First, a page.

Train Up a Child

Basket of Figs, June, 2005

Bud Powell



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“Train up a child in the way he should go: and when he is old, he will not depart from it.” (Pr 22:6 AV)


The Bible is such a great book that it can transform the lives of those who understand it.  It can also destroy the lives of those who don’t understand it.  It is a very dangerous book for those who only read it once and think they know what it says.


The verse quoted above has been badly used and has resulted in badly used children in many Christian homes.  It very emphatically does not mean:


“Train up a child in the way that he SHOULD go, and when he is old, he will still be a good Christian and a joy to his parents.”  This is one-sided as does not do justice to the biblical doctrine.  It has caused a great deal of strife and agony in homes of strict disciplinarians who insist that the child has to be conformed to what they think he should do.  Often parents do not understand the Bible well themselves, but they still impose their sense of rightness on the child.   They also condemn parents who have wayward children, for they “failed somewhere” in not teaching the child what he should do.


Neither does it mean:  “Train up a child by letting him do what he wants to do, and when he is old he will be a pain in the neck.”  This is true, but a very one-sided view of the verse.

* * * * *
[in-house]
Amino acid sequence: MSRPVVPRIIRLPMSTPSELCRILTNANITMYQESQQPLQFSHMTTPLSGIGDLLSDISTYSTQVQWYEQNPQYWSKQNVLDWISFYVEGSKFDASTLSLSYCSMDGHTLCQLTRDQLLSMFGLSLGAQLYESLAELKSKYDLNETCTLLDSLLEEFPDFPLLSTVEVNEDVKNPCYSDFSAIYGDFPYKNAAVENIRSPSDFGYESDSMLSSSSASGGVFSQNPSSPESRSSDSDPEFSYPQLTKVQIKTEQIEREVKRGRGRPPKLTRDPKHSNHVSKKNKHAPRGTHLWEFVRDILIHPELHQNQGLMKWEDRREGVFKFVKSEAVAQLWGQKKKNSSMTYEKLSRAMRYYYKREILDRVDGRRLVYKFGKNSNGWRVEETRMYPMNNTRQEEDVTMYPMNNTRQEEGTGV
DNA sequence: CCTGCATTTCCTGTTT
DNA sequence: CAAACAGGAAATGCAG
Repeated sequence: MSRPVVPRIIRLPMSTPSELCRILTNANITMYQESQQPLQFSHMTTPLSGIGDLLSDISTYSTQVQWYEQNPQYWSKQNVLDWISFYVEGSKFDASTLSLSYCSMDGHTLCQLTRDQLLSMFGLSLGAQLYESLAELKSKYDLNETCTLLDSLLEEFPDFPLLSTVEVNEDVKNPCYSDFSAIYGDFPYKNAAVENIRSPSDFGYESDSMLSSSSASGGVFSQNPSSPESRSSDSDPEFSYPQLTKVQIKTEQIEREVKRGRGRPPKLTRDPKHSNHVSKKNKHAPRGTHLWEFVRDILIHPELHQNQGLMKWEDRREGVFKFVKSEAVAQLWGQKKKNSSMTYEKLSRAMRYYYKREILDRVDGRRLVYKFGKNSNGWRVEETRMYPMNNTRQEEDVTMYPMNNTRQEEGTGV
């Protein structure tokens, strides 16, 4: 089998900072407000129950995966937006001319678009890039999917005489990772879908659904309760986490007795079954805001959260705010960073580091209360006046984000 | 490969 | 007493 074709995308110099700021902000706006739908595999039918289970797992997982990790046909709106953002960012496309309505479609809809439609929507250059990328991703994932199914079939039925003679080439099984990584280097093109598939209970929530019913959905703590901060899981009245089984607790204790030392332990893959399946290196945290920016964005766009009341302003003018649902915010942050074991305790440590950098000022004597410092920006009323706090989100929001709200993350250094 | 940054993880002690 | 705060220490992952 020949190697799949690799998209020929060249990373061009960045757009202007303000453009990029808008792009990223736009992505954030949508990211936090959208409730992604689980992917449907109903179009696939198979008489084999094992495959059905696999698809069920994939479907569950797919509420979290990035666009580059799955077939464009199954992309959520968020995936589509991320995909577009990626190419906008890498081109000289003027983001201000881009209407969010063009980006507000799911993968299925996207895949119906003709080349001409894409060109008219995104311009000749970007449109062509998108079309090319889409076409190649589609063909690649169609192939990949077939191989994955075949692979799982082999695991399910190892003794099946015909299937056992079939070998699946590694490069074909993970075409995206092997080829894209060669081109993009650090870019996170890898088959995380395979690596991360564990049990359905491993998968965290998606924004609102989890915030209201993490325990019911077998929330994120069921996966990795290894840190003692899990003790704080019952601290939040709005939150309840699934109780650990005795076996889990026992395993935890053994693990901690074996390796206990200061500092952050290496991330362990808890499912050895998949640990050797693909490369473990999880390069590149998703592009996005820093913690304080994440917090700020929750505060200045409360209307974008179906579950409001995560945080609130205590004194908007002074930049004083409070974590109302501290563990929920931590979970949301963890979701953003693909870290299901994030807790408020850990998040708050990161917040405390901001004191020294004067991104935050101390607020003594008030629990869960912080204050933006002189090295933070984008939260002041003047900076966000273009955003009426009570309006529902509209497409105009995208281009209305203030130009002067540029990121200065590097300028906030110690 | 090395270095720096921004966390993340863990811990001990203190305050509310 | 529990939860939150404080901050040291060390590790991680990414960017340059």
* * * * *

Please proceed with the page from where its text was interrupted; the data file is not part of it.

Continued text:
It is certainly Biblical to teach children the values of right and wrong, and it is terrible sinful to allow a child to do as he pleases, but the promise in the second clause is not connected to either of these ideas.  Many a child who was taught good values departs from them in later life, and many a child who grew up as a wild weed has come to Christ to live a godly life.


What does the verse mean?  The meaning is found in the words “the way he should go.”  The word is literally “of the mouth.”  The child is to be taught “the way of the mouth.”  This means two things in the life of a human being.


One, the Word of God’s Decree.  Who is this child?  What are his gifts and abilities as they are given to him by God.  Not all children are alike.  There are many different kinds of intelligence: verbal, mathematical, aesthetics, relational, ability to read motives, etc., each with many applications.  What is the child’s “bent,” by virtue of his creation?  Some may be like David, a man after God’s own heart, sweet singer of Israel, and a terror to the Philistines.  Others may be like Samuel, called of God to be a prophet and teacher of Israel. Maybe a Solomon, wise but foolish, a man of peace, called of God to build the Temple.   Parents should study their children, to understand what their “bent” is.


Two, the Word of God’s Precept.  These are the laws of morality and decency that apply to all men, summarized in the Ten Commandments, which Christ interprets to mean that we are to love the Lord our God with all our hearts, souls, mind, and strength.  They must be taught their manners, how to behave in church, how to treat people, how to protect property, reputation, and life.  In other words, they are to be civilized, and now allowed to be unwashed savages.  They are to be prepared to earn a living, to respect work and creativity.


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